Former inmates of the IK-2 prison in Russia have described the  prison enforced psychological isolation and the tough conditions of the jail, considered one of Russia’s toughest prisons with its strict regimes.

Navalny is not exempt from the prison’s harsh rules and his allies report his health is deteriorating by the day.

On top of that, Navalny has complained about being denied access to recreational resources, such as books.

Navalny had decided that during his prison stay, he would work towards self-improvement through reading various texts. One of those books that he wished to learn from was the Islamic Holy book, the Holy Quran; however, he said that he was denied access to his copy of the scripture and has threatened to sue the prison for refusing his right to read.

Prison authorities claim that all the books need to be inspected for signs of extremism, a process that can take up to three months, before Navalny can have access to them. 

People worldwide are dissatisfied with the detainment of Navalny, claiming that the charges made against him were unreasonable and that immediate action needs to be taken due to his mistreatment.

Many have spoken up against the Russian government, and a group of actors, writers, journalists, and other prominent figures have written to President Putin urging him to provide Navalny the medical access he needs. They claim that Navalny’s life is the responsibility of the Russian president, and therefore he must do something.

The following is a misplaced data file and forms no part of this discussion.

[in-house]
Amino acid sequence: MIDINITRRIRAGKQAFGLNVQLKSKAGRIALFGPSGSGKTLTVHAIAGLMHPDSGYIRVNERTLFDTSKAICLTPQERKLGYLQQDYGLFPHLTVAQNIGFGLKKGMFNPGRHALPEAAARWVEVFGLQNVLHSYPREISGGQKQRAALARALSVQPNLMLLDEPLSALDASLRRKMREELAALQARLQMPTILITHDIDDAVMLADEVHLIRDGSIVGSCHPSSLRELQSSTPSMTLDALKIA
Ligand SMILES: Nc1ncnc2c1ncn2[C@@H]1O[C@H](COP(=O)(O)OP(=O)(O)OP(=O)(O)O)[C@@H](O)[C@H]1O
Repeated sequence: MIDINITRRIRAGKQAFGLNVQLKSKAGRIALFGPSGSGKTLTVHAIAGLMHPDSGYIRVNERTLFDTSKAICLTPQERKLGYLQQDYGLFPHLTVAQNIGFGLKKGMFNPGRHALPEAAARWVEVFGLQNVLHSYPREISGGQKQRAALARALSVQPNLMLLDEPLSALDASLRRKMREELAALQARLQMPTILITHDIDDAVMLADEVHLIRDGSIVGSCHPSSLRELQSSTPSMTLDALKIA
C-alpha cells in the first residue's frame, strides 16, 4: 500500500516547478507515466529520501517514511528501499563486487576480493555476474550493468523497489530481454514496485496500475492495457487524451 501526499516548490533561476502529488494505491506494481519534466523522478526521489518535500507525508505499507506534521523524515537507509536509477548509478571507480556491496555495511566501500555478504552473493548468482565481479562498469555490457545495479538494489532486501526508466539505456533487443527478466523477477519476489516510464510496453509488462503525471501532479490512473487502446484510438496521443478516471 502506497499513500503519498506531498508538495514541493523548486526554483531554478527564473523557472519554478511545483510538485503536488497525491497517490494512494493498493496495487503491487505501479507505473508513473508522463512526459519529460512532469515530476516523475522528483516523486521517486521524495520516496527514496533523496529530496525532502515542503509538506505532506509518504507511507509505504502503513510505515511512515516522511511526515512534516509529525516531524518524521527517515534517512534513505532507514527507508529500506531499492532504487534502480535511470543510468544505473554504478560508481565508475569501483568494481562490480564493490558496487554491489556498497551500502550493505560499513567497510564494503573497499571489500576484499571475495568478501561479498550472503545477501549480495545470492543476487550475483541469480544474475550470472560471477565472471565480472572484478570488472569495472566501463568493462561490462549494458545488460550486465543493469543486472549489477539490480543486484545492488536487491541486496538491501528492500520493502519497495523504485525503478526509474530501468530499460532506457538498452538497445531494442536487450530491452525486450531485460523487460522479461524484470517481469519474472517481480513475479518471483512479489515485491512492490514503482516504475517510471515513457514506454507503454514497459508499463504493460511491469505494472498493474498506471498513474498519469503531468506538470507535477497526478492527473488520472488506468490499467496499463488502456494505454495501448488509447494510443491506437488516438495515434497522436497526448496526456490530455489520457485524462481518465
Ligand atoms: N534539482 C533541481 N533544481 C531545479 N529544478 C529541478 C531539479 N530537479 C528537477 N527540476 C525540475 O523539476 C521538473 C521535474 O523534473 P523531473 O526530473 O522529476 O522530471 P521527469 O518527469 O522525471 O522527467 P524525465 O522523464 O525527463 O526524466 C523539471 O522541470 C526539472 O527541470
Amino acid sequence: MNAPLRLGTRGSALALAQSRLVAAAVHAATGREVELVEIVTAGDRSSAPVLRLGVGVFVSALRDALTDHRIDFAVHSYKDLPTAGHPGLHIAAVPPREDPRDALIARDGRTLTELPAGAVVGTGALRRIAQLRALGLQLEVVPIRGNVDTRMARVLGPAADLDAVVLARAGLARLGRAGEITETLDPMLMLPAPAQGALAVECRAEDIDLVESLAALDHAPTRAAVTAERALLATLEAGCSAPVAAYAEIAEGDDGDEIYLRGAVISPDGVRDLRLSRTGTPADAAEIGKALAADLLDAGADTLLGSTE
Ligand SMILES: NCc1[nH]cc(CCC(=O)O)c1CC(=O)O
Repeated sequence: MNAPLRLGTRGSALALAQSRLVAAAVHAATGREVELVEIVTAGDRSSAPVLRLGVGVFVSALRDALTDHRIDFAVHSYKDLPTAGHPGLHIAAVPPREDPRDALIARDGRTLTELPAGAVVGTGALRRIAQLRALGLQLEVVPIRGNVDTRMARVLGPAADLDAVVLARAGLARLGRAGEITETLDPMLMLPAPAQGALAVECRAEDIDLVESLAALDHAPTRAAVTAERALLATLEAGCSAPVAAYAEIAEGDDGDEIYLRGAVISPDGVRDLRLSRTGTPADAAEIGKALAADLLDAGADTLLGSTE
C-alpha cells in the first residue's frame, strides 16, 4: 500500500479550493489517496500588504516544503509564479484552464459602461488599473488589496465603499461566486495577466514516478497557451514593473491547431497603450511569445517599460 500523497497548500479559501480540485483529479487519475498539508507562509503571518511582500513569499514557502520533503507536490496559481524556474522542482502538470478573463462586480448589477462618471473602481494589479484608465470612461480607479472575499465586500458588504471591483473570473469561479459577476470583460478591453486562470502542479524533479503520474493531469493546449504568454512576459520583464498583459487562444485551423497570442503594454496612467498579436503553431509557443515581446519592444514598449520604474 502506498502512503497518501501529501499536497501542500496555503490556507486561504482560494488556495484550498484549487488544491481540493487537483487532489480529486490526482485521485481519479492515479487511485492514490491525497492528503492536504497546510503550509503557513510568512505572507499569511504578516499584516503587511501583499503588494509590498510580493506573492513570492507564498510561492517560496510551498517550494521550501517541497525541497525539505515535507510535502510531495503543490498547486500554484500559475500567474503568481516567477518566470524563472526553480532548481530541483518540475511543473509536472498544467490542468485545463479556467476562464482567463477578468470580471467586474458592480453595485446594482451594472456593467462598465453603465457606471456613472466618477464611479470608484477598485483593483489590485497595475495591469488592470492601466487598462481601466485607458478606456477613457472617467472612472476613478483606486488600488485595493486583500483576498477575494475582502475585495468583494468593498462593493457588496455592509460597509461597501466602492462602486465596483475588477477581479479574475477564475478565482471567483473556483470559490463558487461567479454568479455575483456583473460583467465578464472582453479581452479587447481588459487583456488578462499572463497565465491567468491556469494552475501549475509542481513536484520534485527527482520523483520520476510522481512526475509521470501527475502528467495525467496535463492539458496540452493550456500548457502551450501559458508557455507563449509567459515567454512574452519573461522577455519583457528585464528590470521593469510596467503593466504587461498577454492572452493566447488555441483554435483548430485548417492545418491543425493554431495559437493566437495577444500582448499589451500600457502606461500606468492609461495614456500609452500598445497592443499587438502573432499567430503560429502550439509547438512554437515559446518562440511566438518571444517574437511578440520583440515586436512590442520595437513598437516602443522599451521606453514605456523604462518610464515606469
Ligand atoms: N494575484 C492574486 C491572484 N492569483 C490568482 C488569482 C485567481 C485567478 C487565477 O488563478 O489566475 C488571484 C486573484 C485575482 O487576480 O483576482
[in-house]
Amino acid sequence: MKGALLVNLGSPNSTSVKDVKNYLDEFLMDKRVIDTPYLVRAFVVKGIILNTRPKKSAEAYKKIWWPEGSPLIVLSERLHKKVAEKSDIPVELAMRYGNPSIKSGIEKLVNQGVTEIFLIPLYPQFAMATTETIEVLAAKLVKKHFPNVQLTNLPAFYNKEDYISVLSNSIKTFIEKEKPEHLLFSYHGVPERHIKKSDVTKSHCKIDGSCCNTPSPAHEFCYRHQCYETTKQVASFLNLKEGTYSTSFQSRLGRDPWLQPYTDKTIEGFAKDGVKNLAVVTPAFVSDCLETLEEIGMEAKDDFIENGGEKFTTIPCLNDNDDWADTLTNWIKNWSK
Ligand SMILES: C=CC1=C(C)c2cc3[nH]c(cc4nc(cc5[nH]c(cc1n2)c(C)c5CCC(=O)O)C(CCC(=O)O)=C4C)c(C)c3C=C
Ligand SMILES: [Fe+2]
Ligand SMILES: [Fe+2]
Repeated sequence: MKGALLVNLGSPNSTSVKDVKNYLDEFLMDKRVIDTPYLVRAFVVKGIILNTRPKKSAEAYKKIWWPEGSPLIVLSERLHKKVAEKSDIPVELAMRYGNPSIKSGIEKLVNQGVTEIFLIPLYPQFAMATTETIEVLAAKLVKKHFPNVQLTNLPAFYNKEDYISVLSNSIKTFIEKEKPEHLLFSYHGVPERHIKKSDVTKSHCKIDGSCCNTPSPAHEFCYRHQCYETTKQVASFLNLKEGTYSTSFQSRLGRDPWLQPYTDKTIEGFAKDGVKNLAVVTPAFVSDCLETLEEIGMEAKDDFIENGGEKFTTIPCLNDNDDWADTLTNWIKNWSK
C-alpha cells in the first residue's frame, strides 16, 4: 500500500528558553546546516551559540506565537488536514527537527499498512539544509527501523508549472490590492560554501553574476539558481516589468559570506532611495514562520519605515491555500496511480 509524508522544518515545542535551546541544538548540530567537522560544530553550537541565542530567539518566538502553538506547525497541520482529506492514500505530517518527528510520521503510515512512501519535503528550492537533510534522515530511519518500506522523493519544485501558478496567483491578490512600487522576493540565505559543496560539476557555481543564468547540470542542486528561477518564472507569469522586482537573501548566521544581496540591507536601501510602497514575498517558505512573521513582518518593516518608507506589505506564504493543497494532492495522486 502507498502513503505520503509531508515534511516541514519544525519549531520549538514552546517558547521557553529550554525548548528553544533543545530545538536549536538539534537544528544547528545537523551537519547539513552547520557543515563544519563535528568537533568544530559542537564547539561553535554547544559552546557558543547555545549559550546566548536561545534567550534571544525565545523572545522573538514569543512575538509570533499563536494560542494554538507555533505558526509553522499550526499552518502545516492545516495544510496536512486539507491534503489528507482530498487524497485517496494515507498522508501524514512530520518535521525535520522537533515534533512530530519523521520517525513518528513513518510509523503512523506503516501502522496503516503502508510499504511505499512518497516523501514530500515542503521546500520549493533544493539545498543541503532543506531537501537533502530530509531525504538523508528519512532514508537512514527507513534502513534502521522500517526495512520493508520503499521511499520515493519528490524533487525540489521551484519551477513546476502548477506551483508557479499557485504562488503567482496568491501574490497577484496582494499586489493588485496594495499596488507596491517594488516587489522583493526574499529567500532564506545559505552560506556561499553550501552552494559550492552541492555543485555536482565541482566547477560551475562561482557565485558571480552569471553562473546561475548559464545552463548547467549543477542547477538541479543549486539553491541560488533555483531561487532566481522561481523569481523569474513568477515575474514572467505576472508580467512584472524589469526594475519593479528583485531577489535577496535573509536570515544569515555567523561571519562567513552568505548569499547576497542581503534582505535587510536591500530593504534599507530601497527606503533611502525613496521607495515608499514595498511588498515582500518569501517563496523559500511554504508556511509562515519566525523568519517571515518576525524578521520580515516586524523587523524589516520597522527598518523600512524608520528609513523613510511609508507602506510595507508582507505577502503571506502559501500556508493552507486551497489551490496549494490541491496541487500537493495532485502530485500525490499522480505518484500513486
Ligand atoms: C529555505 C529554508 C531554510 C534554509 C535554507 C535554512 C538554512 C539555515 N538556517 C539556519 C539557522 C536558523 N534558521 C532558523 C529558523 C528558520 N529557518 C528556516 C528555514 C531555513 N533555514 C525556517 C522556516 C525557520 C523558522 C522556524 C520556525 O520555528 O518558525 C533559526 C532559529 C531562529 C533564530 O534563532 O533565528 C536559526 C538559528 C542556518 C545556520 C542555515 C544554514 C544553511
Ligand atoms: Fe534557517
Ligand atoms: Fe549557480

The lawlessness of the Russian prison system is increasingly evident through the glimpses Alexei Navalny has offered to the public. Russia leads all of Europe in the number of inmate deaths the country records. 

Alexei Navalny’s condition continues to worsen and his friends, supporters, and allies stress the need for immediate action to ensure the opposition leader’s health. Russia-wide protests have been planned to show solidarity with the politician, protesting to save his life. 

It is clear Russia has its extremist ways of controlling opinions, voices, and representation by silencing those who outspokenly disagree with the government. 

All that is left to do is hope that Navalny’s pleas for proper medical care are heard and that he does not become another number in Russia’s growing statistics of inmate deaths.

All views expressed in this editorial are solely that of the author, and are not expressed on behalf of The Analyst, its affiliates, or staff.

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I am a student from Ontario, Canada, and an aspiring journalist. I enjoy reading, writing and learning about the world around us - the issues with it and how we can make it a better place.


World Food Programme suspends food assistance to 1.7 million in South Sudan



south sudan flag

Conflict combined with poor weather in South Sudan has led to 7.74 million people facing a hunger crisis.